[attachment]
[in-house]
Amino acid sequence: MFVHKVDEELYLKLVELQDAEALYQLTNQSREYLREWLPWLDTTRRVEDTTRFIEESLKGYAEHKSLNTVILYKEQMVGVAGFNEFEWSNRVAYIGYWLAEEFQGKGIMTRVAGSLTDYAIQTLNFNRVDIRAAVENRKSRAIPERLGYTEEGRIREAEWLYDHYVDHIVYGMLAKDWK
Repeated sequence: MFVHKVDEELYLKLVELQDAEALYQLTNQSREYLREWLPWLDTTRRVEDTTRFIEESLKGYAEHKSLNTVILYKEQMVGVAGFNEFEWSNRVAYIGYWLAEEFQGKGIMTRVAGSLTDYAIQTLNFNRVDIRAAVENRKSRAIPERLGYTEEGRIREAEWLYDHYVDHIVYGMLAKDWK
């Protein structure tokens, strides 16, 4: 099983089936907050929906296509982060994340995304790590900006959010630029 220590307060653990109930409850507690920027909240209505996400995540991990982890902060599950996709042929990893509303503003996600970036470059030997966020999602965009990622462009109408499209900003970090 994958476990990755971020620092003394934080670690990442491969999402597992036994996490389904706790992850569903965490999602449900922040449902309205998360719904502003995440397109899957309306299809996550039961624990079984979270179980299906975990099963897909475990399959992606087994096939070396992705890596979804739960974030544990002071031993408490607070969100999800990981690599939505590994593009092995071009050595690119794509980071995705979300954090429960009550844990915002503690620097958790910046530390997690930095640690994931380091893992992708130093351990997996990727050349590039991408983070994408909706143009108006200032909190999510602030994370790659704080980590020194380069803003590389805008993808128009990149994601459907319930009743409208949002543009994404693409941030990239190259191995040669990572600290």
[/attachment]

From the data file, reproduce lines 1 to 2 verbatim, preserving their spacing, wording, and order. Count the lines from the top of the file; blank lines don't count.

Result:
[in-house]
Amino acid sequence: MFVHKVDEELYLKLVELQDAEALYQLTNQSREYLREWLPWLDTTRRVEDTTRFIEESLKGYAEHKSLNTVILYKEQMVGVAGFNEFEWSNRVAYIGYWLAEEFQGKGIMTRVAGSLTDYAIQTLNFNRVDIRAAVENRKSRAIPERLGYTEEGRIREAEWLYDHYVDHIVYGMLAKDWK